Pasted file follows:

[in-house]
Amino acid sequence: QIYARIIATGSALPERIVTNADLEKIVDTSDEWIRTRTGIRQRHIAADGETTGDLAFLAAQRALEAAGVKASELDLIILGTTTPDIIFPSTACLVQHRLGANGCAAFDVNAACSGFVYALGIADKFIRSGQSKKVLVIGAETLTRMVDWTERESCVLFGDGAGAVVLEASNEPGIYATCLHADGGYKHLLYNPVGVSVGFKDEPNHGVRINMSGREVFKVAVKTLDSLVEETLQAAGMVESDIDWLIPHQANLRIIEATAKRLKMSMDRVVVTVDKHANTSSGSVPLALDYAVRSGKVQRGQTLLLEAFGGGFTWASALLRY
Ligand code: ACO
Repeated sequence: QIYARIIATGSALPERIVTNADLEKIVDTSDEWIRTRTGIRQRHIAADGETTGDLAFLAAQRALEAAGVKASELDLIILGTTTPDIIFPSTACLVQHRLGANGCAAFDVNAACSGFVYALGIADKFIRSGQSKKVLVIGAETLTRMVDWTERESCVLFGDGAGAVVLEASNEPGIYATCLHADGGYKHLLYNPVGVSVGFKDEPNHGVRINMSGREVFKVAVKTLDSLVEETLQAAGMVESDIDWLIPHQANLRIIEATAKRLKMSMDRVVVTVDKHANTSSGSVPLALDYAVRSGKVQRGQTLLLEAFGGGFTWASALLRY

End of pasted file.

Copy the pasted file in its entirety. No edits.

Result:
[in-house]
Amino acid sequence: QIYARIIATGSALPERIVTNADLEKIVDTSDEWIRTRTGIRQRHIAADGETTGDLAFLAAQRALEAAGVKASELDLIILGTTTPDIIFPSTACLVQHRLGANGCAAFDVNAACSGFVYALGIADKFIRSGQSKKVLVIGAETLTRMVDWTERESCVLFGDGAGAVVLEASNEPGIYATCLHADGGYKHLLYNPVGVSVGFKDEPNHGVRINMSGREVFKVAVKTLDSLVEETLQAAGMVESDIDWLIPHQANLRIIEATAKRLKMSMDRVVVTVDKHANTSSGSVPLALDYAVRSGKVQRGQTLLLEAFGGGFTWASALLRY
Ligand code: ACO
Repeated sequence: QIYARIIATGSALPERIVTNADLEKIVDTSDEWIRTRTGIRQRHIAADGETTGDLAFLAAQRALEAAGVKASELDLIILGTTTPDIIFPSTACLVQHRLGANGCAAFDVNAACSGFVYALGIADKFIRSGQSKKVLVIGAETLTRMVDWTERESCVLFGDGAGAVVLEASNEPGIYATCLHADGGYKHLLYNPVGVSVGFKDEPNHGVRINMSGREVFKVAVKTLDSLVEETLQAAGMVESDIDWLIPHQANLRIIEATAKRLKMSMDRVVVTVDKHANTSSGSVPLALDYAVRSGKVQRGQTLLLEAFGGGFTWASALLRY